The Central Bank of Nigeria (CBN) has approved a new Code of Corporate Governance that stipulates that Bank Directors with non-performing loans (NPLs) are to be sacked.
This was revealed by Director, Bank Examination Department at the Nigeria Deposit Insurance Corporation (NDIC), Adedapo Adeleke, who said the new code was instituted to address the rising cases of insider bad loans, which not only represent a conflict of interest, but are against the prudential guidelines for the industry.
Investigation revealed that Banks’ assets have depreciated in the last three years, with provisions for NPLs hitting N856.9 billion, while a large part of these bad loans is owed by Bank Directors and are in most cases unsecured.
Adeleke, who spoke on Kano, at the weekend, during a media workshop organised by NDIC for finance reporters, said the Corporate Governance Code for Bank Directors is signed by all bank directors at the point of their appointment, and has a section that empowers the banks’ boards to remove any director with insider non-performing loans.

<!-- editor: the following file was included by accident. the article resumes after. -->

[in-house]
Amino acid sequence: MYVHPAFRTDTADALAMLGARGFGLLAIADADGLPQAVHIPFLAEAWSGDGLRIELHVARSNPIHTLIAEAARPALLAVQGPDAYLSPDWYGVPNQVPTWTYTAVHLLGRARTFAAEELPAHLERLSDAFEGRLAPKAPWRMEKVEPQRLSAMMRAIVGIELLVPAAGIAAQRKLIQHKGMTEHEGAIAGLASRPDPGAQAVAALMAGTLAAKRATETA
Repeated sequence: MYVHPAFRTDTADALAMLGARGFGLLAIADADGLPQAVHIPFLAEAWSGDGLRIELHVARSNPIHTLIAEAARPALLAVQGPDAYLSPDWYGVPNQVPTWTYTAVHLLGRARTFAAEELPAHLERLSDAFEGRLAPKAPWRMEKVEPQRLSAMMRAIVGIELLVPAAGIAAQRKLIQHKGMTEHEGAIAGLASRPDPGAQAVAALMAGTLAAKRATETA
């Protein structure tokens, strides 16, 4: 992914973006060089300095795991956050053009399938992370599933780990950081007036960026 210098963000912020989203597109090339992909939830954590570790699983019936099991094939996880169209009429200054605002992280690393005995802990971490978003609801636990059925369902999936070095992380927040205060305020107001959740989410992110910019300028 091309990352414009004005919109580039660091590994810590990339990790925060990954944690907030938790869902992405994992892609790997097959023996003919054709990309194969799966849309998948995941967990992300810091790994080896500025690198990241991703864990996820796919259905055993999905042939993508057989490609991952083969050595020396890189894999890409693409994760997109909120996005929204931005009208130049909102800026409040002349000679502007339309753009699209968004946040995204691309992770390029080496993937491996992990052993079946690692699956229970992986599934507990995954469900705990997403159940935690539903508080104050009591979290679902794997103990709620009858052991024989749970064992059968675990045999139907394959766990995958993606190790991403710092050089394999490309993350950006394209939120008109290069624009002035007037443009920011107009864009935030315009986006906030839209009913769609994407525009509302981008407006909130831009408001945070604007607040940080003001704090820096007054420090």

“That section says: ‘If you are having non-performing loans, you will be removed.’ It is already being enforced except that the regulators are not being dramatic in publishing the names of affected directors,” Adeleke said.
Speaking on the theme: Curtailing the Growth of Non-Performing Loans in Banks: The Role of Regulators and Supervisors, he disclosed that the rate of non-performing loans is in excess of 20 per cent as against the five per cent regulatory threshold.
“If the economy is improving, and government can help to fulfill its responsibilities, including prompt payment of salaries, the level of non-performing loans in the industry will drop,” he said.
“If people working in companies that are troubled borrowed from banks, it is important that the loans be provided for when their employers can no longer pay salaries.”
He however, expressed confidence that the current rise in crude oil prices will impact positively on the banking industry and businesses and help reduce the rising cases of bad loans in the industry.